Eat that Frog- the key points
“If the first thing you do every morning is to eat a live frog, you can go through your day with the satisfaction of knowing that that is probably the worst thing that is going to happen to you all day.”*
Personal development author Brian Tracy has written a short book call “Eat that Frog”. It’s all about getting more of the most important things done sooner, and avoiding procrastination. This post covers the key points from the book
Main PrincipleThe overarching principle is to eat the frog first.
This is the principle that you should do your most unpleasant, difficult and ugliest task first thing in the morning, and then if nothing else is achieved in the whole day- at least you have been successful in that.
It sounds a little odd, but it is an excellent principle. Do your most important work first, and you will move forwards. How often do you find yourself just easing yourself into the day, checking this, chatting about that, putting off the most important stuff for later? The problem with that approach is that it is very ineffective in the long run, you do less of the important stuff and more of the fluff around the edges.
The ability to concentrate solely on one task at a time and see it through to completion is crucial to becoming more effective in all areas of life.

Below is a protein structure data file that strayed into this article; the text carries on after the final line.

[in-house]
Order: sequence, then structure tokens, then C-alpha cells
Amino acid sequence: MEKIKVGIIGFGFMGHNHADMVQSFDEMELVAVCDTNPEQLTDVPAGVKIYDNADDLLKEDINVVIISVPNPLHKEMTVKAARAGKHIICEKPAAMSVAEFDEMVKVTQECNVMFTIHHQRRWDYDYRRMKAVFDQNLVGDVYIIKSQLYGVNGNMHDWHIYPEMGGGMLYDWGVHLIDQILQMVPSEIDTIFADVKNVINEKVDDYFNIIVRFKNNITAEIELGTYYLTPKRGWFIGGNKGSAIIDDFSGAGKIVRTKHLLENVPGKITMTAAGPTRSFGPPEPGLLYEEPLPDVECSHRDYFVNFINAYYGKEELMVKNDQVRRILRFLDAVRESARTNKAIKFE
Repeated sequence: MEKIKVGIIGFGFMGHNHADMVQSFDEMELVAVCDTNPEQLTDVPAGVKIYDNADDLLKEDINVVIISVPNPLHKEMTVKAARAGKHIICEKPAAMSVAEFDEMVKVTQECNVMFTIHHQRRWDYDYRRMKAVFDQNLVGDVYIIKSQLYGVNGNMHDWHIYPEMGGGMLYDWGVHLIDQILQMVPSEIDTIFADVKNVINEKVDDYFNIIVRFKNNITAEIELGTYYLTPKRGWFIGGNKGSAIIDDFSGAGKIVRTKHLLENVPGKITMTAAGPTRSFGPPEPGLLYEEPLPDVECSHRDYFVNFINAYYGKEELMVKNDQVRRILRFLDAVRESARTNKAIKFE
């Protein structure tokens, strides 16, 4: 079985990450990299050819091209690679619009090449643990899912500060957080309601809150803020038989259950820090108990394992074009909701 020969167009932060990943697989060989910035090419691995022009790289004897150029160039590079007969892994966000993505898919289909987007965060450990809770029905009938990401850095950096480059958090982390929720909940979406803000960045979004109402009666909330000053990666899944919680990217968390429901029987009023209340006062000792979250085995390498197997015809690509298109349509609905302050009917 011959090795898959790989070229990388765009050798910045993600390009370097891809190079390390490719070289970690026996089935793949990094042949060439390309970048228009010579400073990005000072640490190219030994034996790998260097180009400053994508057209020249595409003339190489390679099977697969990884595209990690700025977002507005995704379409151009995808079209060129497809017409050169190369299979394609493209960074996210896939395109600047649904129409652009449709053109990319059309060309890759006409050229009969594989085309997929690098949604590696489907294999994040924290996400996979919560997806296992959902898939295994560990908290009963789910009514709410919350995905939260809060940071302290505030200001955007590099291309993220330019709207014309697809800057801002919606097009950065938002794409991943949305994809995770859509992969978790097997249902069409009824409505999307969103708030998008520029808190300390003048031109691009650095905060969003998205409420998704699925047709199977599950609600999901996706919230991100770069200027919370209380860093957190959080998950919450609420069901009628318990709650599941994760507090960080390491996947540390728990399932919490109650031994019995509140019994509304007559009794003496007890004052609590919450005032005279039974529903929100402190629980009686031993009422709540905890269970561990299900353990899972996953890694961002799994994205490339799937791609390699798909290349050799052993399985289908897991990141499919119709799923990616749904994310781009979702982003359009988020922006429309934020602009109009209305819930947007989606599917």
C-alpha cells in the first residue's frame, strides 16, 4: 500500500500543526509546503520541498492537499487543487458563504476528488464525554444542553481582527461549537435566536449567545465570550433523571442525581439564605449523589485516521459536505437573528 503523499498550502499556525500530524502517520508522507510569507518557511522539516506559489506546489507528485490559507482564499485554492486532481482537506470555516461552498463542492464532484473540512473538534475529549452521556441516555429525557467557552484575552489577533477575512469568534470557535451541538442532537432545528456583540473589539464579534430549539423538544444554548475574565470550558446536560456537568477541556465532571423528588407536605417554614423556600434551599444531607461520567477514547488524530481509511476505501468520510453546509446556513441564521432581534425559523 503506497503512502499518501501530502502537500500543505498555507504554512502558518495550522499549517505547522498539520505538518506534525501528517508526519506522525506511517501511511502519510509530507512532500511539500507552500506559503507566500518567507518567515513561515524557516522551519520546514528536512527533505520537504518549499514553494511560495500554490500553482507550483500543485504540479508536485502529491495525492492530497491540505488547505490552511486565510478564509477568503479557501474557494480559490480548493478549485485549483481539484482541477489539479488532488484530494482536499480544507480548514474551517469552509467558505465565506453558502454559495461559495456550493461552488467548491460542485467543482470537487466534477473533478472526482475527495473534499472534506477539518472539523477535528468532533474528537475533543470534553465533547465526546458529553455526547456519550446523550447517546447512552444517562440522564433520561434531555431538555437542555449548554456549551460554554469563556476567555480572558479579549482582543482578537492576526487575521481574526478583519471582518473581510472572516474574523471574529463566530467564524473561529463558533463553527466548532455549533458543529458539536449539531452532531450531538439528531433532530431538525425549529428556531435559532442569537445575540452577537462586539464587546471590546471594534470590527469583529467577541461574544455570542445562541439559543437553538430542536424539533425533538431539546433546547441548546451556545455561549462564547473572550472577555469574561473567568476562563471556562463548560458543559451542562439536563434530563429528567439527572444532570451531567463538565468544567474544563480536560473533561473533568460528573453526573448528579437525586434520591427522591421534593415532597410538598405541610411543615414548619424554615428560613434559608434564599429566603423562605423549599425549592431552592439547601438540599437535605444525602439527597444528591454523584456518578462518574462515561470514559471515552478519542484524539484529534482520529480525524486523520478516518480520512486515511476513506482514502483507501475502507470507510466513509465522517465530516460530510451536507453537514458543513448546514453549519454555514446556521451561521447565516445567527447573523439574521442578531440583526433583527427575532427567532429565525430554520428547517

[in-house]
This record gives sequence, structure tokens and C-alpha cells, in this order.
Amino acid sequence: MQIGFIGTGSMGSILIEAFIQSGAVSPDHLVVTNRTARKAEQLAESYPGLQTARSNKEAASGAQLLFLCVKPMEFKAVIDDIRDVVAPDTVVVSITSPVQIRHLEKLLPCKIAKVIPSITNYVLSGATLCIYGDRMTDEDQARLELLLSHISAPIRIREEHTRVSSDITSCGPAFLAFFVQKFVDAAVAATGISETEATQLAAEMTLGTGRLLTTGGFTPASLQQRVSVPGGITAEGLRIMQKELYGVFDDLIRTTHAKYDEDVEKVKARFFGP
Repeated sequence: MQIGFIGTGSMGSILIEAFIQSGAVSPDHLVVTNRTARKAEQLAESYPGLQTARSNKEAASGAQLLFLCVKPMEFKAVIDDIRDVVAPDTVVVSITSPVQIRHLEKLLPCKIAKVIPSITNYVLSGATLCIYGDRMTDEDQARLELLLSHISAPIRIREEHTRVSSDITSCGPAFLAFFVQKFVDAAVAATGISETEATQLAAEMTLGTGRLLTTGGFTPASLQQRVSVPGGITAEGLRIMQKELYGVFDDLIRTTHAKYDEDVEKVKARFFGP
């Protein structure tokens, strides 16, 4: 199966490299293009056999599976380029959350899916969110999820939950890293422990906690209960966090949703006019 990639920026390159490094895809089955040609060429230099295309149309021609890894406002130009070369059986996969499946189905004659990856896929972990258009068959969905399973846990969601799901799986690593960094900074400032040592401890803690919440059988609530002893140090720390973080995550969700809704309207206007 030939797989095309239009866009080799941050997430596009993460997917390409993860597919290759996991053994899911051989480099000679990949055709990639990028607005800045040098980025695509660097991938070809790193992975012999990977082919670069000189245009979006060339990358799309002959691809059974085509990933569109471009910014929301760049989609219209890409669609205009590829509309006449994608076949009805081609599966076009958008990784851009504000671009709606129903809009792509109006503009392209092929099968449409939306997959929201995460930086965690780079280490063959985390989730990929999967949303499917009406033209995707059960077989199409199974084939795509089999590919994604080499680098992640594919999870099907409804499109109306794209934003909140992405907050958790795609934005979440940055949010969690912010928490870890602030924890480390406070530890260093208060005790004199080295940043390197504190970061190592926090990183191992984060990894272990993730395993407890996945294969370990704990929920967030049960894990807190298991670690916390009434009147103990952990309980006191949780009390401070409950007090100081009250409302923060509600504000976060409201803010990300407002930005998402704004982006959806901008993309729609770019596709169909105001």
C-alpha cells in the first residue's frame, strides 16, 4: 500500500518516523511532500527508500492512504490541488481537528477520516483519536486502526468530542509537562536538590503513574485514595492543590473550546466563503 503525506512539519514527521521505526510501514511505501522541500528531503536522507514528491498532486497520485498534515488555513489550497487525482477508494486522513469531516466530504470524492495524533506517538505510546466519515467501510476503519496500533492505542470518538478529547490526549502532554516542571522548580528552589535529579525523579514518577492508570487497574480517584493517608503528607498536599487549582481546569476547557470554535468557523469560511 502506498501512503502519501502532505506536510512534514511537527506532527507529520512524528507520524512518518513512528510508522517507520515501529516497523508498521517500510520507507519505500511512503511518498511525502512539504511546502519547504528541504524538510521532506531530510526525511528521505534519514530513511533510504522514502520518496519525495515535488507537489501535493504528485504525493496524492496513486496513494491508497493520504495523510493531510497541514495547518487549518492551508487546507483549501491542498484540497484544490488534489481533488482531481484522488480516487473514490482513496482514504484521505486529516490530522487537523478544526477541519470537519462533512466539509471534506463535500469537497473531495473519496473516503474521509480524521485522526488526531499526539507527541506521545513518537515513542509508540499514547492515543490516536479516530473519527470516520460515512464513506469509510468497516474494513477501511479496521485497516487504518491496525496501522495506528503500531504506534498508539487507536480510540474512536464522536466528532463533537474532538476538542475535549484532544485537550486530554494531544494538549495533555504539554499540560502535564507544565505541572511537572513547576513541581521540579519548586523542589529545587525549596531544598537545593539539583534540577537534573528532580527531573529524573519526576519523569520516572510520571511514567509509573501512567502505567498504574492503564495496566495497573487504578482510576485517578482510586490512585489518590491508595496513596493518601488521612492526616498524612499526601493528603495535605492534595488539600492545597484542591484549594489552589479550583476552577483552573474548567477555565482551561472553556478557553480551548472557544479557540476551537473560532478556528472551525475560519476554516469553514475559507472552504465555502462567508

Other PointsThere are a few knock on analogies that fall out of the principle of frog eating:
- - If you are eating a live frog it doesn’t help to sit and look at it for a long time (get on with it- build momentum).
- - If you are eating a live frog, you are much better just getting on and doing it as quickly as possible (helping avoid procrastination).
- - And, if there are two frogs that need eating, eat the ugliest one first (prioritise effectively).
Personal ApplicationHow do you spot a frog that needs eating? Three questions will help you identify it:
- - What are my highest value activities?
- - What can I and only I do that if done well will make a real difference?
- - What is the most valuable use of my time right now?
Answering those three questions will help you spot what the frogs are for you. We all need to spend more time on the things that matter most, that have the highest return for our efforts. Prioritising these will allow the other matters to fit in around them.
That’s just about it. The book is short, and actually a lot of it repeats the same message in slightly different ways. There’s chapters on controlling technology, breaking tasks down to manageable chunks, building momentum amongst others but the gist of the message remains the same. Do the most important things first and you will be more successful.
Eat that frog.
What should I review next? Is there a book on time or money that you’ve been meaning to read and want to get the key points out of first? Drop a comment below or comment on the facebook page.
*Brian attributes this quote to Mark Twain, there’s actually no evidence he actually said it. It’s better sourced from 18th Century France.